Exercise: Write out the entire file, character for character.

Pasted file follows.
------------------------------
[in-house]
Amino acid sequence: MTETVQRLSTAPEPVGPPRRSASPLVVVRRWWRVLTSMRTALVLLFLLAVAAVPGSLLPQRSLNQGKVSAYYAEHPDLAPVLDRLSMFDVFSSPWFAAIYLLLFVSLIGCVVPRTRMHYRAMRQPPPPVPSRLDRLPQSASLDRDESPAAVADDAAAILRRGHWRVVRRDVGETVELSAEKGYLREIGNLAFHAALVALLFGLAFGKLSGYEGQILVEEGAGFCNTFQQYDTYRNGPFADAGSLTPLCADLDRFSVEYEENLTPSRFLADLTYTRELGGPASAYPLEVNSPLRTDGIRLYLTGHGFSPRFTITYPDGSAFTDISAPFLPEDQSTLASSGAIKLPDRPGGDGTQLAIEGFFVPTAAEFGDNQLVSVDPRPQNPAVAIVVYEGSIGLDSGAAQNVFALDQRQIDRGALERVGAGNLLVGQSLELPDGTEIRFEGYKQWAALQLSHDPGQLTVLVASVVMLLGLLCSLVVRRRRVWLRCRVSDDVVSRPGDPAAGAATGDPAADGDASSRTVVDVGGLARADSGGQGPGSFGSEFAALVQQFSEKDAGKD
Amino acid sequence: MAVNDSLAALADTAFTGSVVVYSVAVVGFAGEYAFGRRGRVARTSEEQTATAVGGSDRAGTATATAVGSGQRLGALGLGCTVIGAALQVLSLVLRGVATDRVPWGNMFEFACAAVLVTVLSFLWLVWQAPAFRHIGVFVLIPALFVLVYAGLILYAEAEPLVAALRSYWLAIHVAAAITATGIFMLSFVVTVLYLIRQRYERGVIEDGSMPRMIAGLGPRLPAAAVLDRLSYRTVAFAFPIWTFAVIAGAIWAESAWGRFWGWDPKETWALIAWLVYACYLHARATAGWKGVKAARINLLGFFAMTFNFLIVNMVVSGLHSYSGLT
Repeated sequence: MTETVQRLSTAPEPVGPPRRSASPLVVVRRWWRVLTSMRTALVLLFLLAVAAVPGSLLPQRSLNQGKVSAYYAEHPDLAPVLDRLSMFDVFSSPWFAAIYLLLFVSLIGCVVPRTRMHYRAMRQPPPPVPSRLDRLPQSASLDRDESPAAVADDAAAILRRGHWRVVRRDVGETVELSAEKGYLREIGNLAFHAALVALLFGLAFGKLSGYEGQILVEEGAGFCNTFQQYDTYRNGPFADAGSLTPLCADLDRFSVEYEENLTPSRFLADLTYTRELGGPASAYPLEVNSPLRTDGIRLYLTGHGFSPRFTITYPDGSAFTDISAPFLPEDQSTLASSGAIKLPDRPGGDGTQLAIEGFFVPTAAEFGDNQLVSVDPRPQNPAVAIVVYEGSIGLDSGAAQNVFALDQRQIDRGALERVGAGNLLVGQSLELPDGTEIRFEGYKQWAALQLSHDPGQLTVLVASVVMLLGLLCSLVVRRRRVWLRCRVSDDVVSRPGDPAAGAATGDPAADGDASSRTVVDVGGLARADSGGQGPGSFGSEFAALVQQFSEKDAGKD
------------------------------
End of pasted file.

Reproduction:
[in-house]
Amino acid sequence: MTETVQRLSTAPEPVGPPRRSASPLVVVRRWWRVLTSMRTALVLLFLLAVAAVPGSLLPQRSLNQGKVSAYYAEHPDLAPVLDRLSMFDVFSSPWFAAIYLLLFVSLIGCVVPRTRMHYRAMRQPPPPVPSRLDRLPQSASLDRDESPAAVADDAAAILRRGHWRVVRRDVGETVELSAEKGYLREIGNLAFHAALVALLFGLAFGKLSGYEGQILVEEGAGFCNTFQQYDTYRNGPFADAGSLTPLCADLDRFSVEYEENLTPSRFLADLTYTRELGGPASAYPLEVNSPLRTDGIRLYLTGHGFSPRFTITYPDGSAFTDISAPFLPEDQSTLASSGAIKLPDRPGGDGTQLAIEGFFVPTAAEFGDNQLVSVDPRPQNPAVAIVVYEGSIGLDSGAAQNVFALDQRQIDRGALERVGAGNLLVGQSLELPDGTEIRFEGYKQWAALQLSHDPGQLTVLVASVVMLLGLLCSLVVRRRRVWLRCRVSDDVVSRPGDPAAGAATGDPAADGDASSRTVVDVGGLARADSGGQGPGSFGSEFAALVQQFSEKDAGKD
Amino acid sequence: MAVNDSLAALADTAFTGSVVVYSVAVVGFAGEYAFGRRGRVARTSEEQTATAVGGSDRAGTATATAVGSGQRLGALGLGCTVIGAALQVLSLVLRGVATDRVPWGNMFEFACAAVLVTVLSFLWLVWQAPAFRHIGVFVLIPALFVLVYAGLILYAEAEPLVAALRSYWLAIHVAAAITATGIFMLSFVVTVLYLIRQRYERGVIEDGSMPRMIAGLGPRLPAAAVLDRLSYRTVAFAFPIWTFAVIAGAIWAESAWGRFWGWDPKETWALIAWLVYACYLHARATAGWKGVKAARINLLGFFAMTFNFLIVNMVVSGLHSYSGLT
Repeated sequence: MTETVQRLSTAPEPVGPPRRSASPLVVVRRWWRVLTSMRTALVLLFLLAVAAVPGSLLPQRSLNQGKVSAYYAEHPDLAPVLDRLSMFDVFSSPWFAAIYLLLFVSLIGCVVPRTRMHYRAMRQPPPPVPSRLDRLPQSASLDRDESPAAVADDAAAILRRGHWRVVRRDVGETVELSAEKGYLREIGNLAFHAALVALLFGLAFGKLSGYEGQILVEEGAGFCNTFQQYDTYRNGPFADAGSLTPLCADLDRFSVEYEENLTPSRFLADLTYTRELGGPASAYPLEVNSPLRTDGIRLYLTGHGFSPRFTITYPDGSAFTDISAPFLPEDQSTLASSGAIKLPDRPGGDGTQLAIEGFFVPTAAEFGDNQLVSVDPRPQNPAVAIVVYEGSIGLDSGAAQNVFALDQRQIDRGALERVGAGNLLVGQSLELPDGTEIRFEGYKQWAALQLSHDPGQLTVLVASVVMLLGLLCSLVVRRRRVWLRCRVSDDVVSRPGDPAAGAATGDPAADGDASSRTVVDVGGLARADSGGQGPGSFGSEFAALVQQFSEKDAGKD